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Securing a Financial Future for Your Second Marriage

September 15, 2021

Who doesn't love second chances? Second marriages often bring with them a renewed optimism for the future. After all, you're getting a second chance at “happily ever after.” The best part is that now you have the benefit of more life experience and wisdom.

On the other hand, you're likely to have a significantly more complex financial life than you did going into your first marriage. This means you and your partner must be thoughtful and savvy about how you will manage your finances.

The following seven steps can help you cover your bases and ensure you remain on firm financial footing as you enter this new phase of life together.

1.     Honesty is the best policy.

The healthiest relationships are those based on transparent communication on both sides. To make a solid start together and to avoid any surprises down the road, you should each disclose where you stand financially. This means sharing details on assets, debts, credit history, and any financial support you provide or receive based on a prior divorce decree.

2.     Update paperwork.

If you are changing your name or updating accounts you plan to hold jointly, you'll need to dot all of your Is and cross all of your Ts. Notify the Social Security Administration and any financial institutions of name changes, update all your car titles, mortgages, and financial accounts, and update beneficiary information for insurance and retirement accounts.

SEE ALSO: Financial Advice for Married Couples: How to Get in Sync With Your Spouse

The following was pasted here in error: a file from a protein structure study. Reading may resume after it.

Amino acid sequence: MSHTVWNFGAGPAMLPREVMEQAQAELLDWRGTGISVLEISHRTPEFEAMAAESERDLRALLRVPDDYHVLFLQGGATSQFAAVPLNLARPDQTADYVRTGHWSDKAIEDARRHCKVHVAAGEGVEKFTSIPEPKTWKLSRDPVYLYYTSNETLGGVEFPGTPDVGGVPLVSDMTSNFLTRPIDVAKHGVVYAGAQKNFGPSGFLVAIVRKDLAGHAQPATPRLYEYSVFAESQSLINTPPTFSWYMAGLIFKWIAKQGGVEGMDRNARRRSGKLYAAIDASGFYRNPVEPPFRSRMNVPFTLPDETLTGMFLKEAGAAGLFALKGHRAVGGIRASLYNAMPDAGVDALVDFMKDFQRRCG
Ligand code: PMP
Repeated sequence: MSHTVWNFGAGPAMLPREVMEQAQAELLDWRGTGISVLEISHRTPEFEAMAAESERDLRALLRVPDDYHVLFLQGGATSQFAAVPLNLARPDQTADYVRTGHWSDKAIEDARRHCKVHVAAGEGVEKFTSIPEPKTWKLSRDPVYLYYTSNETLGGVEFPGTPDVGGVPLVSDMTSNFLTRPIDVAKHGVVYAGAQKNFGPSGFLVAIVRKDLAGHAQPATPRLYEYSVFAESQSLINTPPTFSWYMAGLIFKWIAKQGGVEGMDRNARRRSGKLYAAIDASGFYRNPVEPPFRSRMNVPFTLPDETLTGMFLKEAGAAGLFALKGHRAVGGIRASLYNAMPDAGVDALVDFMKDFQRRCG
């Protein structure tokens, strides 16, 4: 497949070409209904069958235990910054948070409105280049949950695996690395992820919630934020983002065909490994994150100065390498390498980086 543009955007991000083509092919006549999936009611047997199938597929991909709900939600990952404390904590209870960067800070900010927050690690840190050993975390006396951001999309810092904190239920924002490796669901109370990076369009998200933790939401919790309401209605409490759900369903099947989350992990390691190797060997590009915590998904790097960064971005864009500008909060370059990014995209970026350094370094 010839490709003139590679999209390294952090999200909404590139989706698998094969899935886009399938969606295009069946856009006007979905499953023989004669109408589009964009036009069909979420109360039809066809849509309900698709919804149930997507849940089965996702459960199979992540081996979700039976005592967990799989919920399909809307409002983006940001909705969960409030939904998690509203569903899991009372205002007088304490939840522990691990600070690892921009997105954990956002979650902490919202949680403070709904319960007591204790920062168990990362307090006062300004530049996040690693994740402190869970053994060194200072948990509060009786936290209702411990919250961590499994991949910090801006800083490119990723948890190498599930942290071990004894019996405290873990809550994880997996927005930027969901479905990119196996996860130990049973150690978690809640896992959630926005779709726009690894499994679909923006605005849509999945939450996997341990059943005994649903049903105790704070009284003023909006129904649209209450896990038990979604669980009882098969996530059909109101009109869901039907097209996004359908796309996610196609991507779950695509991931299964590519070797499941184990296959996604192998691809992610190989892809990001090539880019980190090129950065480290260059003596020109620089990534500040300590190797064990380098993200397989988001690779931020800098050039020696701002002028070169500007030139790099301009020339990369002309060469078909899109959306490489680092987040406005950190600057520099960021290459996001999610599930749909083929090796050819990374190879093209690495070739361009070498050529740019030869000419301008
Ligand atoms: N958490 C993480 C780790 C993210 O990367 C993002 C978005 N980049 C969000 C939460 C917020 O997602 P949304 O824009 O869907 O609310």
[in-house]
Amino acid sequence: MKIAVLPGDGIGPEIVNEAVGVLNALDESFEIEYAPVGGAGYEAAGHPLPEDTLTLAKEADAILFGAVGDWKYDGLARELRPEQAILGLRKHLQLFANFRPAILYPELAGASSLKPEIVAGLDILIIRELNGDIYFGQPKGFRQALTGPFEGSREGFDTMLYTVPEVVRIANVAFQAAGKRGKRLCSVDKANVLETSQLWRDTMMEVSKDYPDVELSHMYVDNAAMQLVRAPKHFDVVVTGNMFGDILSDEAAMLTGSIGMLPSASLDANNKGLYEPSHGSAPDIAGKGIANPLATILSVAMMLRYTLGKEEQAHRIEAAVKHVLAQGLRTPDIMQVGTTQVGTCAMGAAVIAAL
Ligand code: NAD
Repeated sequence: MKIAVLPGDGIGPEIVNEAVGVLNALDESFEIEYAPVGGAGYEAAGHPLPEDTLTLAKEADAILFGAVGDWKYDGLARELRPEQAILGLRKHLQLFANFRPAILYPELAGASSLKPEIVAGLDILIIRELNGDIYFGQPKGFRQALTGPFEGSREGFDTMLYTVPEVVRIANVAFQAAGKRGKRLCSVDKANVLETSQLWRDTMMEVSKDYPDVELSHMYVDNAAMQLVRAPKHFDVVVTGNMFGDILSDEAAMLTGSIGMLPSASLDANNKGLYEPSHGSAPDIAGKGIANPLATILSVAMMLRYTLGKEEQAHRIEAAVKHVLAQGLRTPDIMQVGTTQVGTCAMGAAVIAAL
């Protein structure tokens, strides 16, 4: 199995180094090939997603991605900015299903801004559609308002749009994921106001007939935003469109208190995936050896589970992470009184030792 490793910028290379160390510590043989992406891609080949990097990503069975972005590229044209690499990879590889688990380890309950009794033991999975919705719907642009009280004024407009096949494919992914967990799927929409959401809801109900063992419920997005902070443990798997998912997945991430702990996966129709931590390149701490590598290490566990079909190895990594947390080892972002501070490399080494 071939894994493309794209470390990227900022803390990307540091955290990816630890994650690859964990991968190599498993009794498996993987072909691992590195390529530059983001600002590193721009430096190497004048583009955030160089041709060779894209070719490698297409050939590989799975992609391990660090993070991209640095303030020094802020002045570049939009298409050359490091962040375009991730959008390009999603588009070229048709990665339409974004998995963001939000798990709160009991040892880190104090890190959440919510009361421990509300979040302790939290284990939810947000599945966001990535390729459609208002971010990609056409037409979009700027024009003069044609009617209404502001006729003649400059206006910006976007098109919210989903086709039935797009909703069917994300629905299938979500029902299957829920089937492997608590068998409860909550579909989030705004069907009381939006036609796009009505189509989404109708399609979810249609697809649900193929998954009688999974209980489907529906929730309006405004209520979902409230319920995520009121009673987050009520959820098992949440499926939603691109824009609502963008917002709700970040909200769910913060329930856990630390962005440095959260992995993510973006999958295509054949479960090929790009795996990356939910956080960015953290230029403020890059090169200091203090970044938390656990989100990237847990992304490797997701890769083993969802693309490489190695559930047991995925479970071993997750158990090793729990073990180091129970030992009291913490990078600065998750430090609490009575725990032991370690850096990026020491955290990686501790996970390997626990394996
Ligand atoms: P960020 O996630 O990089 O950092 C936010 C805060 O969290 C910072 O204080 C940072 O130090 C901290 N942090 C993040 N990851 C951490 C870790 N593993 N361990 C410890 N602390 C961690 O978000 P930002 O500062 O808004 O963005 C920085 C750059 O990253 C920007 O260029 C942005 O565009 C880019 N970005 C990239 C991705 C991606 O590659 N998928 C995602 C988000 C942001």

3.     Discuss Family Obligations

Since you will each bring personal financial goals and obligations into the marriage, be sure you understand one another plans. For instance, your spouse may intend to fund their children's college educations while you might feel strongly about helping to support your aging parents. Decisions like this can help determine to what extent you will combine finances or divvy up expenses.

4.     Revisit Your Estate Plan

Estate planning is essential for everyone, but it can be particularly crucial for blended families. Suppose you and your spouse are bringing significant assets into the marriage and either or both of you have children from previous relationships. In that case, you'll need to take extra care in ensuring your wishes will be met. This is because probate laws aren't usually written with blended families in mind, meaning you and your spouse may have considerations that aren't adequately addressed. Having an up-to-date estate plan will make sure your assets are provided as you intend.

5.     Discuss Merging Finances

While there is no right or wrong answer here, all new couples must have the “yours, mine, and ours” discussion. Some couples merge all of their expenses, cash, and debts, while others keep everything separate. Many choose to keep most things separate but set up a joint checking account for joint household expenses. Regardless of which will work best for you, it's important to discuss things upfront and set expectations and ground rules that work for both spouses.

6.     Create a Contingency Plan

At such a hopeful and exciting point in life, no one wants to think about the possibility of the marriage ending. However, as you well know, sometimes things happen that we never see coming. Talk together about the potential benefits of a prenuptial agreement that would spell out which assets remain separate and shared in the event you part ways in the future.

SEE ALSO: Should You Consider a Spousal Lifetime Access Trust (SLAT)?

7.     Build Dreams Together

Since you and your partner each had a previous spouse, you likely also had retirement savings plans that were designed with particular goals in mind. Now, you get the chance to plan for your new life together, determine your individual and joint goals, and develop a plan to achieve them. A financial advisor can be an excellent resource for you during this process by reviewing where you are and where you want to be and suggesting savvy ways to reach your short- and long-term goals.

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Managing your wealth is a very personal subject, one we should discuss in a more personal setting.